Divine Flavor You taste delicious. Predators and cannibals (or herbivores if you are a plant) react accordingly.

Honest Lace Nobody will doubt the sincerity of your lace

Park Vision You get +4 to Vision rolls to spot open parking spaces.

Enhanced Tim Sense You have an uncanny ability to detect the presence of anyone named Tim, even if they attempt to lie about their name.

Enhanced Fracking By managing a hydrocarbon extraction mining operation, you can double its extraction speed. This only works if there is anything to extract.

Extra Farms This perk allows you to buy more Wealth than your single farm would reasonably support, because your either own or work at one or more extra farms.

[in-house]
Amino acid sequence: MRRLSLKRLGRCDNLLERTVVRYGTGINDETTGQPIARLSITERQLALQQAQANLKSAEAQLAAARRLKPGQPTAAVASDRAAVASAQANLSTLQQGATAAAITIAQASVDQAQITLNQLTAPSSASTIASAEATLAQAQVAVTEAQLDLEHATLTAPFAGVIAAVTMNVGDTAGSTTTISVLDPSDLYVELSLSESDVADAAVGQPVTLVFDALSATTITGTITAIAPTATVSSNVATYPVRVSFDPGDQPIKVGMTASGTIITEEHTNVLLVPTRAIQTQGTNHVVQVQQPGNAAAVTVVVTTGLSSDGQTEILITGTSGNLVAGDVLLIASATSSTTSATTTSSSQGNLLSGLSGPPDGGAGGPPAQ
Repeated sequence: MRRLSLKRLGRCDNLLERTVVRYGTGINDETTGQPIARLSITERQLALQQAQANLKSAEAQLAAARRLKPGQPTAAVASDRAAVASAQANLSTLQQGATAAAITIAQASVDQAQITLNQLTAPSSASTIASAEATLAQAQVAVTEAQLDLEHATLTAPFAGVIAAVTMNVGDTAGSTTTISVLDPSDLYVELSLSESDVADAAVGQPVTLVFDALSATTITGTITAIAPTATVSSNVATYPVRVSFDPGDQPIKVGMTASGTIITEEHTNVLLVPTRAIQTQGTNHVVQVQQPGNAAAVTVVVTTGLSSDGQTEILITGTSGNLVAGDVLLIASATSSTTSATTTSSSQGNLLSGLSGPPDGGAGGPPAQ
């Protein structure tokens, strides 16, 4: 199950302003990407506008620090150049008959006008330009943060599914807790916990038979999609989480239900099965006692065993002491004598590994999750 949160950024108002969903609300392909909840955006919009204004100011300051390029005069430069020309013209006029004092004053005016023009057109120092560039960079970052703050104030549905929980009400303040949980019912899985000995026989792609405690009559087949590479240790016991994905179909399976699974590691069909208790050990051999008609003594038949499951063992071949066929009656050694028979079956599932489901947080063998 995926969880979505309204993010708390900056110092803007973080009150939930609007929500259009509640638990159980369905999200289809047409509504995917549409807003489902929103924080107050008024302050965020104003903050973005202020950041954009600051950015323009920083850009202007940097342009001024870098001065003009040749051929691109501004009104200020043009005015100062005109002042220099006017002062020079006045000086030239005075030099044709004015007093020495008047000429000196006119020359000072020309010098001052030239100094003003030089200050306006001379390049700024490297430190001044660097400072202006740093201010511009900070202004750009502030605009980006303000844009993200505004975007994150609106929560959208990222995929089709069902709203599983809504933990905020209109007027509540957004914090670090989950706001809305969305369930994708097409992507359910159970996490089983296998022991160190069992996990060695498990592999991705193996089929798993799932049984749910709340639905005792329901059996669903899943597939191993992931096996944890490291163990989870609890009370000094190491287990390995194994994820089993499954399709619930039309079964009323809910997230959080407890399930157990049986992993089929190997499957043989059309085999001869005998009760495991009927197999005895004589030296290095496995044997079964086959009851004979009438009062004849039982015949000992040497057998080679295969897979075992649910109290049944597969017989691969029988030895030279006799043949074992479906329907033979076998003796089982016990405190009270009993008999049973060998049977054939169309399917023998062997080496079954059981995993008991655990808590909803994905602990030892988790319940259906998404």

Extra Heath If you already own rural property, you also legally own a small moor or heath nearby as well. It does not give any extra income (unless you buy extra levels of Wealth), but you can tell people to get off your land.

Extra Kegs When throwing low-brow parties, you never run out of beer – it just takes a few minutes for someone to roll your extra kegs out of the back room. Inebriated people may have to make DX rolls to move the kegs.

Cod of Honor When holding aloft a cod (or similar fish), onlookers will treat you as perfectly honorable, even if they know your aren’t.

Prefect Balance You can reliably play magistrates and officials off against each other. You can also drive midcentury British automobiles on two wheels and similar feats.

Altered Time Rat You have an ally that is a surgically enhanced rodent from the future.